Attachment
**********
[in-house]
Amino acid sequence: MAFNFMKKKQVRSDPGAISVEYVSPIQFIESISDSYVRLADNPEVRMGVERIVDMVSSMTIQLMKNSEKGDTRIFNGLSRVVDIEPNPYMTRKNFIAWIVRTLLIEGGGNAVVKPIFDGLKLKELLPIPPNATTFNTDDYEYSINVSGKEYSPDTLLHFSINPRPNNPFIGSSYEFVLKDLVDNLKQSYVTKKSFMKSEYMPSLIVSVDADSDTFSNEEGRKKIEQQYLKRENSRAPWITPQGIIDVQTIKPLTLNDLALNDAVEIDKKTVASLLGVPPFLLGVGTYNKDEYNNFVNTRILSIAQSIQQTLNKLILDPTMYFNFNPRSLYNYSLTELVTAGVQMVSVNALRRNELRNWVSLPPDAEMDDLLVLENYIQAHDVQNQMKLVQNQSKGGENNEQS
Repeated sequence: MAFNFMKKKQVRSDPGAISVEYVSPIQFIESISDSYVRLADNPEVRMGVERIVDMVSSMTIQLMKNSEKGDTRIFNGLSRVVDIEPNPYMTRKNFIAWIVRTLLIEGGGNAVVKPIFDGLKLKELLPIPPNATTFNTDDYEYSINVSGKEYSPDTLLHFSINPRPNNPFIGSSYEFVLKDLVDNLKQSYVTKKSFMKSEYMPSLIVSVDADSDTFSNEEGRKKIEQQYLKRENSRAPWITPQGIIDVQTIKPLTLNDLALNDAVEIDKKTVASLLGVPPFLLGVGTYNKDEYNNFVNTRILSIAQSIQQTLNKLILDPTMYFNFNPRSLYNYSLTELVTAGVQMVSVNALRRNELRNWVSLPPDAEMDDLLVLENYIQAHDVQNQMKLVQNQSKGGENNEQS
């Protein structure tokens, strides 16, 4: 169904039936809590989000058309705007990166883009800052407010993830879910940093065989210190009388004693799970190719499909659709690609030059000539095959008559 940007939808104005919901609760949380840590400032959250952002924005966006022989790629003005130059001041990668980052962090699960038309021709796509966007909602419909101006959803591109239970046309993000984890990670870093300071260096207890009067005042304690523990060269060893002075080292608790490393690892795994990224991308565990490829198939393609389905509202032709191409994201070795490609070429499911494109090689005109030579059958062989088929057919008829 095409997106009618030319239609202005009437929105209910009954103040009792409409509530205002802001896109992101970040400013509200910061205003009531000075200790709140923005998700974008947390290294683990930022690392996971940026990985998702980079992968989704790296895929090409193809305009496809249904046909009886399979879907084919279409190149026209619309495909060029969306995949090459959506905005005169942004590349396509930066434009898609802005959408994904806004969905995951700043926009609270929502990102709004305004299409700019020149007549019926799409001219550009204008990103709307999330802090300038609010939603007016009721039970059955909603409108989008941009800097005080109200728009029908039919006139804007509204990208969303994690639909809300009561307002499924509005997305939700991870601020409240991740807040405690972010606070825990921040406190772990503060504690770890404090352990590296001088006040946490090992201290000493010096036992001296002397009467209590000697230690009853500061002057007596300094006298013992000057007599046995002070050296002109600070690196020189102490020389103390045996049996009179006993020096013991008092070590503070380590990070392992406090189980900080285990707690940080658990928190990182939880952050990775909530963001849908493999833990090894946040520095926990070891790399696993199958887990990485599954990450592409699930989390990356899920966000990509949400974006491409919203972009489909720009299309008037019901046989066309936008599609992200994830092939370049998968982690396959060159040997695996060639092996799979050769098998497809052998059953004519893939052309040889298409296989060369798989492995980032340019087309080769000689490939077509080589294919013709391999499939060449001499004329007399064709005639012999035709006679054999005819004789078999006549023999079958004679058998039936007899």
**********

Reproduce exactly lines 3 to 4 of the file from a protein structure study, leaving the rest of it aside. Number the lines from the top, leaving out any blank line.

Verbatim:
Repeated sequence: MAFNFMKKKQVRSDPGAISVEYVSPIQFIESISDSYVRLADNPEVRMGVERIVDMVSSMTIQLMKNSEKGDTRIFNGLSRVVDIEPNPYMTRKNFIAWIVRTLLIEGGGNAVVKPIFDGLKLKELLPIPPNATTFNTDDYEYSINVSGKEYSPDTLLHFSINPRPNNPFIGSSYEFVLKDLVDNLKQSYVTKKSFMKSEYMPSLIVSVDADSDTFSNEEGRKKIEQQYLKRENSRAPWITPQGIIDVQTIKPLTLNDLALNDAVEIDKKTVASLLGVPPFLLGVGTYNKDEYNNFVNTRILSIAQSIQQTLNKLILDPTMYFNFNPRSLYNYSLTELVTAGVQMVSVNALRRNELRNWVSLPPDAEMDDLLVLENYIQAHDVQNQMKLVQNQSKGGENNEQS
């Protein structure tokens, strides 16, 4: 169904039936809590989000058309705007990166883009800052407010993830879910940093065989210190009388004693799970190719499909659709690609030059000539095959008559 940007939808104005919901609760949380840590400032959250952002924005966006022989790629003005130059001041990668980052962090699960038309021709796509966007909602419909101006959803591109239970046309993000984890990670870093300071260096207890009067005042304690523990060269060893002075080292608790490393690892795994990224991308565990490829198939393609389905509202032709191409994201070795490609070429499911494109090689005109030579059958062989088929057919008829 095409997106009618030319239609202005009437929105209910009954103040009792409409509530205002802001896109992101970040400013509200910061205003009531000075200790709140923005998700974008947390290294683990930022690392996971940026990985998702980079992968989704790296895929090409193809305009496809249904046909009886399979879907084919279409190149026209619309495909060029969306995949090459959506905005005169942004590349396509930066434009898609802005959408994904806004969905995951700043926009609270929502990102709004305004299409700019020149007549019926799409001219550009204008990103709307999330802090300038609010939603007016009721039970059955909603409108989008941009800097005080109200728009029908039919006139804007509204990208969303994690639909809300009561307002499924509005997305939700991870601020409240991740807040405690972010606070825990921040406190772990503060504690770890404090352990590296001088006040946490090992201290000493010096036992001296002397009467209590000697230690009853500061002057007596300094006298013992000057007599046995002070050296002109600070690196020189102490020389103390045996049996009179006993020096013991008092070590503070380590990070392992406090189980900080285990707690940080658990928190990182939880952050990775909530963001849908493999833990090894946040520095926990070891790399696993199958887990990485599954990450592409699930989390990356899920966000990509949400974006491409919203972009489909720009299309008037019901046989066309936008599609992200994830092939370049998968982690396959060159040997695996060639092996799979050769098998497809052998059953004519893939052309040889298409296989060369798989492995980032340019087309080769000689490939077509080589294919013709391999499939060449001499004329007399064709005639012999035709006679054999005819004789078999006549023999079958004679058998039936007899």